Bag containing over 100 used hypodermic needles found by Island Lake near Birch StreetPENINSULA - According to Pacific County Department of Community Development (DCD) Code Enforcement Officer Bob Hazen, the county is getting a leg up on illegal dumping, but the battle is far from over.
Just last week Hazen discovered a pile of garbage left in a recreational area alongside Island Lake. But the real surprise was the discovery of more than 100 used hypodermic needles inside one of the bags.
The estimated 10 bags of trash were found in a recreational area that is approximately one mile north of Cranberry Road, and is commonly used for picnics. It also includes a boat launch for small boats and canoes.
"This is pretty serious in terms of a health hazard standpoint," said Hazen. "People have their families down here. A kid could be running around here with bare feet. It is a pretty scary thought."
According to Hazen, the 100-plus used needles could be from somebody who has diabetes, but he said they warrant being treated as potentially from an illegal drug user. Closer inspection of the site by Hazen revealed remains of hypodermic needles that were previously dumped in the very same area, which prompted him to conclude it has been used for disposal of needles in the past.
"We will make sure the needles found recently are disposed of properly," DCD Director Mike DeSimone said.
Also found at the site were several bags containing rotting remains of a deer carcass, as well as bags of old clothes, cans, bottles and other household garbage. According to Hazen, he discovered the bags during a follow-up inspection of the area, where bags of household trash were found in mid-December.
Also found near the bags of trash was an Oregonian newspaper dispensing box, which had been broken open in order to obtain coins inside. It was determined to be one of several boxes stolen from Peninsula locations late last year. According to the Pacific County Sheriff's Office, one of the boxes was stolen from in front of a business in Seaview and the other from the Klipsan Beach area.
During an inspection of several old logging roads in the Bear River area between Ilwaco and Chinook on Monday, Feb. 14, Hazen found several large piles of household trash, as well as old car parts and discarded construction debris. Inside several bags of trash old hypodermic needles were found here as well. Also found was an old barrel with an unidentified chemical substance inside. Hazen said he just inspected this area several weeks ago and said much of what he found on Feb. 14 was recently dumped.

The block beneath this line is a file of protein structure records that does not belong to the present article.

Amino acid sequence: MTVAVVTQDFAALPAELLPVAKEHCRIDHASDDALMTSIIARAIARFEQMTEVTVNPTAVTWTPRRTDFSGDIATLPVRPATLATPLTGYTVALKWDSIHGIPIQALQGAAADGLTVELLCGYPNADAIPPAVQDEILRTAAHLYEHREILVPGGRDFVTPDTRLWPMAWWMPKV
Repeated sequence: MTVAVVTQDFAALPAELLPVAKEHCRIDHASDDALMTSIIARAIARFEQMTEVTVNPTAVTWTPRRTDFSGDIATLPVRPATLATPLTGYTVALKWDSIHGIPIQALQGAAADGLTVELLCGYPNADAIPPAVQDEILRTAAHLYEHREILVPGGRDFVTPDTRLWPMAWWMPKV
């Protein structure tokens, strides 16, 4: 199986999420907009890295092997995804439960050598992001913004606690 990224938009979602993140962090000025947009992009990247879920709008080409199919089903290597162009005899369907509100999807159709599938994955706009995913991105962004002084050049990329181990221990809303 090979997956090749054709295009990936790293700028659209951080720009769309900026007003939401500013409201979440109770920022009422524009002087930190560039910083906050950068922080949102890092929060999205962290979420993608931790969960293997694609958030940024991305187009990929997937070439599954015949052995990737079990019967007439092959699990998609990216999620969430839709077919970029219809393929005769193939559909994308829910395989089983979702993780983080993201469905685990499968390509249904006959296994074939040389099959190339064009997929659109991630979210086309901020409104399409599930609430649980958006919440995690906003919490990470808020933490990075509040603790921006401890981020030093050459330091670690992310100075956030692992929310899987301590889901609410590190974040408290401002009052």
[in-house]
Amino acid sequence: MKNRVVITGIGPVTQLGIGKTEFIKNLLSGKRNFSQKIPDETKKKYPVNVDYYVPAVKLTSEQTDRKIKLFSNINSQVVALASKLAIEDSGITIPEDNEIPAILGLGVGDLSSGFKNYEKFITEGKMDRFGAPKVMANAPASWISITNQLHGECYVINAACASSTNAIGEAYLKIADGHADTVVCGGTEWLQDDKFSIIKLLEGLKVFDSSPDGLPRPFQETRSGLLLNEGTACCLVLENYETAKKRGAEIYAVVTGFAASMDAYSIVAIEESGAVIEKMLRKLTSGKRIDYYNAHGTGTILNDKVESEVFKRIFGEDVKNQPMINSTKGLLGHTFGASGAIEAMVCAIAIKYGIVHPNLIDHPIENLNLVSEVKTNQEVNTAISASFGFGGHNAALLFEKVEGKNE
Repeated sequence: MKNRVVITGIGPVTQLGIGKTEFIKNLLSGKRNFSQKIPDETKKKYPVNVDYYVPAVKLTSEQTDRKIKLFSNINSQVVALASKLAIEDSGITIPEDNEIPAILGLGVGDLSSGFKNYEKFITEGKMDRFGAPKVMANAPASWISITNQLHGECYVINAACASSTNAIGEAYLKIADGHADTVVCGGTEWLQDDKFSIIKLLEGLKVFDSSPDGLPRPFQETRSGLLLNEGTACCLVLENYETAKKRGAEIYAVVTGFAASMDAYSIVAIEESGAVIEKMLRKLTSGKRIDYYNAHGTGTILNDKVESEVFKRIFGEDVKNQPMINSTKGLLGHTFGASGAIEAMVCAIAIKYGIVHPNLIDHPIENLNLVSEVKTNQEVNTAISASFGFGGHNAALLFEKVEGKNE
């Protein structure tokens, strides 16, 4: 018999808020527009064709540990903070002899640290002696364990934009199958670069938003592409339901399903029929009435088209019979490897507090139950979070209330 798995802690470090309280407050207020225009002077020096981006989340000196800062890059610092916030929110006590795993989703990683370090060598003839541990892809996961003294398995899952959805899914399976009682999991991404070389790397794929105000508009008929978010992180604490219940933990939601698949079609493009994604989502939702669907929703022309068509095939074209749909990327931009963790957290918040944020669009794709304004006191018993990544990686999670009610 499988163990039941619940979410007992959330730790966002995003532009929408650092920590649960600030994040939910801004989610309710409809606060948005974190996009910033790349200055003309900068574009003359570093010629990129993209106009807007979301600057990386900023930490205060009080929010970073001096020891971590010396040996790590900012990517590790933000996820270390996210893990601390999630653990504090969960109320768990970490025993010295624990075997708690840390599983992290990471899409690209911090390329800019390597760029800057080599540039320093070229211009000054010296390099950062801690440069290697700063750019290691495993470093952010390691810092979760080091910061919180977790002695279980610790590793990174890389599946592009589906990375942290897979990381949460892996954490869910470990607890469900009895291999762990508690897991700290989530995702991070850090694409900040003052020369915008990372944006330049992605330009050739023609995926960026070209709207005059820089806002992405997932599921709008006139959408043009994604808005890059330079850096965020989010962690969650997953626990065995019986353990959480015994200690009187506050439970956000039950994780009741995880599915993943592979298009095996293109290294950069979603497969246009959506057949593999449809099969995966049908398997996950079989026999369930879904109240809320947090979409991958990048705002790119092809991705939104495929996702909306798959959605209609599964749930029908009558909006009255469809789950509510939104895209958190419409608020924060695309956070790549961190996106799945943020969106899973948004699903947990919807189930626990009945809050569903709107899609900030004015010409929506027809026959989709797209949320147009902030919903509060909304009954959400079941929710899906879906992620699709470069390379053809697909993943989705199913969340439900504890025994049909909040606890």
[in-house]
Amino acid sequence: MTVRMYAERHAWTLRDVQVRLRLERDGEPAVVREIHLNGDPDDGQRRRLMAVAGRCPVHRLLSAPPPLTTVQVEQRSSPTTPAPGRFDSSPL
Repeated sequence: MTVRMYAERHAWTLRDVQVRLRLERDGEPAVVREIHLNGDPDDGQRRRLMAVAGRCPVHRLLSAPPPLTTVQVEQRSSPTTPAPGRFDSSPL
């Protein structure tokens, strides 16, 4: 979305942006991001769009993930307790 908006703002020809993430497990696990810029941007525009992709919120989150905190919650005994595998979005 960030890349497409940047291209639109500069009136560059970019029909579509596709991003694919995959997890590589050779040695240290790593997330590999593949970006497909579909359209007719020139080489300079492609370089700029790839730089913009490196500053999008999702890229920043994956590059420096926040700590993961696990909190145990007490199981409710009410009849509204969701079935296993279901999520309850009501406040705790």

According to Hazen, dumping along old logging roads is not uncommon, and has been a problem for the county for decades. He said when trash is found dumped along these roads, part of the process is determining the property's owner. He said much of this property still belongs to timber companies. He said DCD will be contacting the property owners where the trash was found on Feb. 14 to notify them that it needs to be cleaned up.
"It is the responsibility of the property owner to clean up this type of dumping, since it is on private property," said Hazen.
One thing Hazen pointed out is that in some areas of the county some timber companies have erected gates to block access to these roads as a measure to prevent further illegal dumping. But he said these gates in turn obstruct the general public from state lands that could be used for recreational purposes. According to Hazen, "A lot of this property is state owned and a lot of timber companies will permit some limited access during hunting season."
Another ripple effect from more gates to logging roads is that they can cause people to seek other areas to dump illegally, such as public recreation areas and beach approaches. He said these areas are favorites since they typically can be accessed at night without anyone seeing the activity.
Hazen said the issue of illegal dumping of household garbage is a problem not only on the Peninsula, but across much of Pacific County. And as far as solid waste complaint calls to DCD are concerned, they are more often than not the most frequent. But unless someone is seen doing the dumping, the only way DCD has to catch the offender is to go through the bags of trash and find old mail or bills which could have identifying information on them such as names, addresses and phone numbers.
"Whenever we have a name and address we will try to track those individuals down and will either call, if we find a phone number, or send them a letter and explain the violation and what the penalty fees are," Hazen said.
For a Class I violation, such as illegal dumping of household garbage or garbage in general, it is a minimum $533 fine.
A Class II violation would be an obvious health hazard, and an incident such as the recent dumping of used hypodermic needles could fall into this class, said Hazen. He said he will be discussing the situation with the Pacific County Prosecuting Attorney's Office. Hazen said it usually takes two months before going to court from the time a citation for illegal dumping is issued.
"When people dump illegally this is a drain on the rest of the public, since county staff needs to go out and make sure it gets cleaned up and then follow up with enforcement," said Hazen.
To report illegal dumping in Pacific County, contact Hazen at 642-9382.